Companies indisposed to plow proceeds back into themselves, analysts found
1 Aug '19
Rosstat, the national statistics agency, earlier this week reported a 36.5% yoy increase in Russian companies’ total net financial results (profits before taxes) to $36.25bn in January-May. At the same time, the Central Bank estimated a 1.3-1.8% yoy decline in capital investment in 2Q 2019.
The U.S.-Russia Business Council quoted the Center for Macroeconomic Analysis and Short-Term Forecasting (SMASF) as pointing out that “a sharp slowdown” in investment activity in 2Q was accompanied by a 30% yoy increase in the total value of companies’ bank deposits.
According to SMASF, investment activity in 2Q was the lowest in electric power generation, oil refining, manufacture of construction materials, transport, and healthcare. Investment was sluggish in the food and light industries, machinery and equipment manufacture, and education. SMASF noted relatively high investment activity in the extractive sectors, electrical equipment and automobile production, retail trade, and financial services.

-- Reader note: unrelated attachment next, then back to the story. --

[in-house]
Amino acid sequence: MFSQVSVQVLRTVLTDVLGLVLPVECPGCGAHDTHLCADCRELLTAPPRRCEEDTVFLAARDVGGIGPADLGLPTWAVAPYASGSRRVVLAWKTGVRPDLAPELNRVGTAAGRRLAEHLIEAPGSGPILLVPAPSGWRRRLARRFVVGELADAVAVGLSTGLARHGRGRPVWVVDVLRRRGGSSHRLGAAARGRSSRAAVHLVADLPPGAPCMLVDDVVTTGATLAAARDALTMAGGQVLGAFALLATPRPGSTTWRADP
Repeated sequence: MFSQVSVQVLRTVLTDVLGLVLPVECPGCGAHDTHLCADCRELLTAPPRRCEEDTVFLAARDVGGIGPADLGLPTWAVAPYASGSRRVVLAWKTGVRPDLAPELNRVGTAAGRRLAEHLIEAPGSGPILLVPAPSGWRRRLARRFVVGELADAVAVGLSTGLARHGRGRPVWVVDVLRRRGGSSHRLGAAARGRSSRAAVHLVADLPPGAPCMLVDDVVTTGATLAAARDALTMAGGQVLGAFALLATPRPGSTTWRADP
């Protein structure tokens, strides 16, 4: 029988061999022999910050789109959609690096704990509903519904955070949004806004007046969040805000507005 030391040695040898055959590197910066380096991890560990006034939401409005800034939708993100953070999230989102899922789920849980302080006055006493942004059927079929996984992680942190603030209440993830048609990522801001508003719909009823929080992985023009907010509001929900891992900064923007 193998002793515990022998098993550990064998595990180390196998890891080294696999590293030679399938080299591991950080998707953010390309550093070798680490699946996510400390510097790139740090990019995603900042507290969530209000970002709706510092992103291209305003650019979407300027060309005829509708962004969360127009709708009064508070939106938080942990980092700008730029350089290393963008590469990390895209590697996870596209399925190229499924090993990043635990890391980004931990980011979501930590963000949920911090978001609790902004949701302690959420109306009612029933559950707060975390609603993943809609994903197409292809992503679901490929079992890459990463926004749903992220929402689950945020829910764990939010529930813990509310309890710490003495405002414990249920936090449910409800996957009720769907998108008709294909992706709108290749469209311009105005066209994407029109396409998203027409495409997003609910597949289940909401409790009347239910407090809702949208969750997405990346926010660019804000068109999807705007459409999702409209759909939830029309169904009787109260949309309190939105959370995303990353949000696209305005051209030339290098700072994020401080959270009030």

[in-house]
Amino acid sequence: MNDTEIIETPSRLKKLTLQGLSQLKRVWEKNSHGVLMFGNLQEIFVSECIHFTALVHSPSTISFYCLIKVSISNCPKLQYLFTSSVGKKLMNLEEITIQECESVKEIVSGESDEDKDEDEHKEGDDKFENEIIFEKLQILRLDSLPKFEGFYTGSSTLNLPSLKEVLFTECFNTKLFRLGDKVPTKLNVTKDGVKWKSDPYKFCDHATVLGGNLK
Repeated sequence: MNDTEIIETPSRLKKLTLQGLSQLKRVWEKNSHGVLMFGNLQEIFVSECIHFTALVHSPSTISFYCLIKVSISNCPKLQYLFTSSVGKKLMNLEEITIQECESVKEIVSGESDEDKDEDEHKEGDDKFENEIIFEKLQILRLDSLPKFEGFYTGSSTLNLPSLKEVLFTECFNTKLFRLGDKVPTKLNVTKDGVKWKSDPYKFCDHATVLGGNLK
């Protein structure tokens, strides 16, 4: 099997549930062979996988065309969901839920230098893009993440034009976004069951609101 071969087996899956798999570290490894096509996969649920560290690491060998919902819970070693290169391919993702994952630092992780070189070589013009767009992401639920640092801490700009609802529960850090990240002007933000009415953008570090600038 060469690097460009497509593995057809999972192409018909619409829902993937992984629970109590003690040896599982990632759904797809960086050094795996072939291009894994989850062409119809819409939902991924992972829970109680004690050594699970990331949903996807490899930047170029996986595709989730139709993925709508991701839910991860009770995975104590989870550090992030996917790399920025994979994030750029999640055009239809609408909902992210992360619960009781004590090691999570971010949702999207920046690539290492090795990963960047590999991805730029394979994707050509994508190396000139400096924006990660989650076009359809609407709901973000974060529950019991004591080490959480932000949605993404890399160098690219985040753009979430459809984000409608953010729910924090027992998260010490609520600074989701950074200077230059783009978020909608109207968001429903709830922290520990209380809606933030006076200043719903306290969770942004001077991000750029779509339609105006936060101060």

Companies’ own funds provide more than half of all investment in the Russian economy. In addition to weak domestic and external demand, SMASF attributed the decline in investment activity in 2Q 2019 to the completion of large projects in electrical power generation and pipeline construction. SMASF also noted that government-owned companies are often prevented from investing in “non-core assets” outside their industries.